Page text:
Florida Statute of Limitations

Preliminary Note: Statutes of limitations restrict the time period that a person can file a lawsuit. These statutes not only vary by state, but they also vary by cause of action. The following guide provides limitations periods for each state, but only for particular causes of action; specifically, those related to personal injury, medical malpractice, and products liability claims. The sections discussing special rules for minors only apply to the causes of action listed for that particular state.

Wrongful Death

A wrongful death action must be filed within two years of the date of death.

Personal Injury Actions

Personal injury actions must be brought within four years of the date the injury occurred.

Medical Malpractice Actions

Actions against health care providers must be filed within two years of the date when the act giving rise to the injury occurred, or within two years of the date when the injury was, or should have been, discovered. In no event may a medical malpractice action be filed more than four years from the date that the act giving rise to the cause of action occurred, except in cases where the plaintiff can show that fraud, concealment, or intentional misrepresentation prevented discovery of the injury. In those cases, the statute will be extended for two years, not to exceed seven years from the date of the injury. These time limitations apply to minors eight and older. In the case of a minor under eight, the child must file suit by his or her eighth birthday or within the limitations period discussed above, whichever time period is greater.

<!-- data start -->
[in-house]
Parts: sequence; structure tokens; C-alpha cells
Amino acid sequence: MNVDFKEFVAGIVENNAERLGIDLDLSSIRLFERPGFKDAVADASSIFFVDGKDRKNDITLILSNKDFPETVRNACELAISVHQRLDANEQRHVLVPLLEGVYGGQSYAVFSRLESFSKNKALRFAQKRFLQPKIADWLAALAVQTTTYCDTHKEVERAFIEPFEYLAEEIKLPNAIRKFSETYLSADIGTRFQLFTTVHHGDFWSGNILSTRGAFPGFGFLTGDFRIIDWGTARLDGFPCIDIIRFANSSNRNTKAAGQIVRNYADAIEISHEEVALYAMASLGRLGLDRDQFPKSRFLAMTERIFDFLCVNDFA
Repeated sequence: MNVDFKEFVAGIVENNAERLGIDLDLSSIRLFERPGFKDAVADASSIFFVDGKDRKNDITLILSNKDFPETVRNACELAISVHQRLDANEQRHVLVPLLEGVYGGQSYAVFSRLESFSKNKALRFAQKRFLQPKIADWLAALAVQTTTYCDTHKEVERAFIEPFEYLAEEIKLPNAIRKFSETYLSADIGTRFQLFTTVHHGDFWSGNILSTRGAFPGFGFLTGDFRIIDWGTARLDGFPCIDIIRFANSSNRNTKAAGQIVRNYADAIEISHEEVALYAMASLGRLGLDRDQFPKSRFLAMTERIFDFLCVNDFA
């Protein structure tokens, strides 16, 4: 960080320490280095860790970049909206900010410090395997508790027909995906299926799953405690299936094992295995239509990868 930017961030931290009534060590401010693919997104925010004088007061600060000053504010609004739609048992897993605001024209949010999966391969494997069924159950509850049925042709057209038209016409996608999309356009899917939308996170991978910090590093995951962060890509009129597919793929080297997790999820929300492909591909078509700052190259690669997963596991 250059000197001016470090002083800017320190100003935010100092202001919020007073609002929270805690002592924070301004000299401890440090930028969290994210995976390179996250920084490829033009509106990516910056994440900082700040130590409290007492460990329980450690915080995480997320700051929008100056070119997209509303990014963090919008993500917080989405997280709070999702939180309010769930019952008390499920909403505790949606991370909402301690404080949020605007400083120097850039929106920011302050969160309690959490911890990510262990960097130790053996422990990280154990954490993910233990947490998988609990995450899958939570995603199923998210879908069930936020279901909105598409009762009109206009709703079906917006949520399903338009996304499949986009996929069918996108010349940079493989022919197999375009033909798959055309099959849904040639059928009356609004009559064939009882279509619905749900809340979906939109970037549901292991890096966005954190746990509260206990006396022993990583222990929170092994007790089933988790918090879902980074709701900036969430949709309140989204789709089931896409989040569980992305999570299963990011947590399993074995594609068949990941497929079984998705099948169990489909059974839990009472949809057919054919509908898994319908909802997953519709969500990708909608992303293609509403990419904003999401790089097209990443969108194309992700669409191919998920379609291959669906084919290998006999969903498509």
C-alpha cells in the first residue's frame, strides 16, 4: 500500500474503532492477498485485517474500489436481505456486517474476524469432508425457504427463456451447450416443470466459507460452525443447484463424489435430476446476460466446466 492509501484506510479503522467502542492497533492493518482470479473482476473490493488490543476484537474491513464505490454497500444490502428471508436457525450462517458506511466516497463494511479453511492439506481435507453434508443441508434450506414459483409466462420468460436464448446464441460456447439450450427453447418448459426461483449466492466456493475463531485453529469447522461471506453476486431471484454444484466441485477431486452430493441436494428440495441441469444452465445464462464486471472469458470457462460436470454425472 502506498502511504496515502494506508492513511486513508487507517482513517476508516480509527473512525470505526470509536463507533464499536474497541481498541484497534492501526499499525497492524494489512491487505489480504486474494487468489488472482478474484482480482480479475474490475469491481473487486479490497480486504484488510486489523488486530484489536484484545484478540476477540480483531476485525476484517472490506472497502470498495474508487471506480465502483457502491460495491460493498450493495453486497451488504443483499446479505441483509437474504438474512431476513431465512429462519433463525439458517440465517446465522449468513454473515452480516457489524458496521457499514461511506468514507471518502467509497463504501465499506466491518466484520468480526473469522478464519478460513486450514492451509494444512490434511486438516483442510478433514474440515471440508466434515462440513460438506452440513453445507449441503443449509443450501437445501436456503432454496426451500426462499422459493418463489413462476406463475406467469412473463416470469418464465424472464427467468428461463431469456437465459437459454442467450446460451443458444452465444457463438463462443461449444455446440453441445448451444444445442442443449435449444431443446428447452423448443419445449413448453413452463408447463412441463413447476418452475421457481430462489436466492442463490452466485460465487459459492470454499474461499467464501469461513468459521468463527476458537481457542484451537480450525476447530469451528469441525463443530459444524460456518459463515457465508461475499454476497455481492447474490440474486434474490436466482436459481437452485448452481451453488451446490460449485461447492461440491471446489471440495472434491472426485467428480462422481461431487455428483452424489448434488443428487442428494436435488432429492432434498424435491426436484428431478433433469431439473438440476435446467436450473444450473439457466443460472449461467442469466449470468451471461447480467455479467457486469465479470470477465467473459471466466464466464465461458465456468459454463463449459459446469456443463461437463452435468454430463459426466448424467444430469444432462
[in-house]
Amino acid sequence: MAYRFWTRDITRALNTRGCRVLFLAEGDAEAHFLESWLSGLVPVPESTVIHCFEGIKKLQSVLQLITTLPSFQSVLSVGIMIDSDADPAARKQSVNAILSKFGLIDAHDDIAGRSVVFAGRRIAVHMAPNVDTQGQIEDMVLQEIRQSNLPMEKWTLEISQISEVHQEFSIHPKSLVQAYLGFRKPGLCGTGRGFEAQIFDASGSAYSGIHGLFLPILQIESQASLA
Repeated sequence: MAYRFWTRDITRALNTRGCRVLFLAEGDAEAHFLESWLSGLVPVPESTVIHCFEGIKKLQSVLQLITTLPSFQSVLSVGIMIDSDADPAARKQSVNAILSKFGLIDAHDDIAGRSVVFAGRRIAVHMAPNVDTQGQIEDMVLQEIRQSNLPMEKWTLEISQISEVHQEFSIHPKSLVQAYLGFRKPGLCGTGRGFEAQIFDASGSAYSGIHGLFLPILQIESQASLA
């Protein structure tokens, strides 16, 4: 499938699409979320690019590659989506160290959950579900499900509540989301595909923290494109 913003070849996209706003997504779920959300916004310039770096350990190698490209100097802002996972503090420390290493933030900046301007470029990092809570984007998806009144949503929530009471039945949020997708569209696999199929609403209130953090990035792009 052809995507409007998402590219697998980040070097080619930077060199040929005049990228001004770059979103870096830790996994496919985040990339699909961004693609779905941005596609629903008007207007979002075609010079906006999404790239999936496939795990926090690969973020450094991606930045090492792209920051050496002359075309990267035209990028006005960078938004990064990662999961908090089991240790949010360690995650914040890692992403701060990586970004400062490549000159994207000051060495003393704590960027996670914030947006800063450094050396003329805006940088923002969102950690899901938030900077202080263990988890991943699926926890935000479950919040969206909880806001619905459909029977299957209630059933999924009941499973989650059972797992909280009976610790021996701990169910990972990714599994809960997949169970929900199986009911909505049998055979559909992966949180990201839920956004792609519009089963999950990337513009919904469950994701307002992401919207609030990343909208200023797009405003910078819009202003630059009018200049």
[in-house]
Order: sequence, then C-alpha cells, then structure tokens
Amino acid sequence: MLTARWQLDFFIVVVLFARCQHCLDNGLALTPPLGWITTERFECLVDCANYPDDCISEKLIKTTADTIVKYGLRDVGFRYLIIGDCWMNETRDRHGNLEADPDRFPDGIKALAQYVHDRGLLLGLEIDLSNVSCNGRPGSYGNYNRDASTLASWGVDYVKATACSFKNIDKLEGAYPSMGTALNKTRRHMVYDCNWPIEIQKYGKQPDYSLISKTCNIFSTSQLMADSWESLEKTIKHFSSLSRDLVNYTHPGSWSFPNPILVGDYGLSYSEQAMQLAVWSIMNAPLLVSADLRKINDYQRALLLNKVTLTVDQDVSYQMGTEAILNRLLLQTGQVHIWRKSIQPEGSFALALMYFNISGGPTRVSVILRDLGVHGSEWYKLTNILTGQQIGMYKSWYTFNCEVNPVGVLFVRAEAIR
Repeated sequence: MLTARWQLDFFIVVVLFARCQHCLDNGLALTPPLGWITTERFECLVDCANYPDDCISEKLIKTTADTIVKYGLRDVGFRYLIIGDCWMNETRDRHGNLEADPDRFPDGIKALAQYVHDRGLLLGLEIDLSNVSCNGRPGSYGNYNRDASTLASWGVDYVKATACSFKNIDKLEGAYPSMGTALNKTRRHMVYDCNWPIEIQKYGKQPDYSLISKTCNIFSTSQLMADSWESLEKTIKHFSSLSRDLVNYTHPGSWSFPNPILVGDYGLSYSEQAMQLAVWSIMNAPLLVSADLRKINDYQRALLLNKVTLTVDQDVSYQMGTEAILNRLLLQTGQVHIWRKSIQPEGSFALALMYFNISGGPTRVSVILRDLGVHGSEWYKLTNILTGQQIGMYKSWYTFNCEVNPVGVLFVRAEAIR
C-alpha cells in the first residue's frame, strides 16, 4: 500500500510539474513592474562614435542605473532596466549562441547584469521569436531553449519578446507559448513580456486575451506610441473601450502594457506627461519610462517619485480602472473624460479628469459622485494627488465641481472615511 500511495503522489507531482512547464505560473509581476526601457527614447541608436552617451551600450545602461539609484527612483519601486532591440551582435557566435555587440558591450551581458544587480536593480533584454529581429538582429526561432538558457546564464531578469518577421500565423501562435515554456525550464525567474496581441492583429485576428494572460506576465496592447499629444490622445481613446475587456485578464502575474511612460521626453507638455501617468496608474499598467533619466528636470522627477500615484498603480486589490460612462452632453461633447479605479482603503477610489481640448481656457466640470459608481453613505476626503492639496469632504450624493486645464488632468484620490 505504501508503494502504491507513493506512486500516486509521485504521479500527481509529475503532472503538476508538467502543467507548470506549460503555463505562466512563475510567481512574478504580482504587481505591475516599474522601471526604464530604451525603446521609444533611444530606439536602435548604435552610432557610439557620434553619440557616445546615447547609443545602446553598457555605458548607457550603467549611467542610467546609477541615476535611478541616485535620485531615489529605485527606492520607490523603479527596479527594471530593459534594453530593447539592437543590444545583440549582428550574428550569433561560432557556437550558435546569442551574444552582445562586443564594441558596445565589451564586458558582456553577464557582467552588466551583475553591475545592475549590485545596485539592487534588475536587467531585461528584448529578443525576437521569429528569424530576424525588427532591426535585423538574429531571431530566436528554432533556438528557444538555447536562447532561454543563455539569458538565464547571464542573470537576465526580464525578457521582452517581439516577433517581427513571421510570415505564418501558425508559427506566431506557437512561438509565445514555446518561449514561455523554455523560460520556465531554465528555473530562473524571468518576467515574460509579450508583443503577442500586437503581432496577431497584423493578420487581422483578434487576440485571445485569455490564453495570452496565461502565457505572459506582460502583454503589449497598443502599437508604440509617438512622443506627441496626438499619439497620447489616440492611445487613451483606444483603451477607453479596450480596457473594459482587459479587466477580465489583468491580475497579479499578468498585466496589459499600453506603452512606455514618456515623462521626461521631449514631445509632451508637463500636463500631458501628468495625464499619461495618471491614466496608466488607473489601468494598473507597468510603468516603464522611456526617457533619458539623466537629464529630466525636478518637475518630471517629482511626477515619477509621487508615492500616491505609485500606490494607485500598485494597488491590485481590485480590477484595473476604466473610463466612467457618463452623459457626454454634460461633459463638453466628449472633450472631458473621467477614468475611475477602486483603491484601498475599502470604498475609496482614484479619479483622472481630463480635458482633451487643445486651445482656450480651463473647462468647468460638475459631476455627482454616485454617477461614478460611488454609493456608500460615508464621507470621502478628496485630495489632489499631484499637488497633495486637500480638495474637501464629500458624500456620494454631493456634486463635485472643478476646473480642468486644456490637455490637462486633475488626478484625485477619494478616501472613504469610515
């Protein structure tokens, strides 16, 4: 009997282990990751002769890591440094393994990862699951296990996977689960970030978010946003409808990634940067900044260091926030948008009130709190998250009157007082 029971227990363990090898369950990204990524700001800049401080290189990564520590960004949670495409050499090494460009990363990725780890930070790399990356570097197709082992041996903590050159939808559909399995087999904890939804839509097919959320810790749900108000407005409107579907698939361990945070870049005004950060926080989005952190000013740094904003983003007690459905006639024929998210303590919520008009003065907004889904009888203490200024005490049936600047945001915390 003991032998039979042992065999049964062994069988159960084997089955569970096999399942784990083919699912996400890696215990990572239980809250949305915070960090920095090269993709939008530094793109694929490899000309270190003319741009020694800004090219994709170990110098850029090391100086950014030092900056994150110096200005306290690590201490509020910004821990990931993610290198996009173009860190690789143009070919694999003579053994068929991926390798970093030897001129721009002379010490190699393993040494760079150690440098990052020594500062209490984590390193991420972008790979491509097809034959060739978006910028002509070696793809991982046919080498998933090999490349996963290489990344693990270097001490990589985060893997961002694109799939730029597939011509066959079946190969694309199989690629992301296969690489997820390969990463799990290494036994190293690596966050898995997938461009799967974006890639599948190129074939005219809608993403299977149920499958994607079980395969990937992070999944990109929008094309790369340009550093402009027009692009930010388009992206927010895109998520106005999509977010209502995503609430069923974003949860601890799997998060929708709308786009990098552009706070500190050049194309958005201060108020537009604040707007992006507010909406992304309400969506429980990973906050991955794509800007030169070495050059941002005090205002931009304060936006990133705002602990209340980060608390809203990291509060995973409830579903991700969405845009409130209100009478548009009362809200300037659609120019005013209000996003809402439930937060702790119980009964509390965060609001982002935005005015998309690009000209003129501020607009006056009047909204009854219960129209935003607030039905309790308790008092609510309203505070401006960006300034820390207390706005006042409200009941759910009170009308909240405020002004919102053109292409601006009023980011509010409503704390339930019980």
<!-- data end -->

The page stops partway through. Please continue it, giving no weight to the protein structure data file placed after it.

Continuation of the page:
Products Liability Actions

Products liability actions must be brought within four years of the date of the injury.

Special Rules for Minors

Except in cases of medical malpractice or wrongful death, most negligence actions for injuries sustained by a minor must be brought within four years of the date of the injury. There are, however, special limited exceptions to this general rule.

Need more information on state laws? Learn more about the laws where you live.

Note: Our attorneys are licensed to practice law in Pennsylvania, West Virginia, Ohio, Maryland, and Virginia. This information is not intended to solicit clients for matters outside of the states of Pennsylvania, Ohio, West Virginia, Maryland, and Virginia, although if you are injured in an accident, we have relationships with other personal injury attorneys and lawyers throughout the United States.

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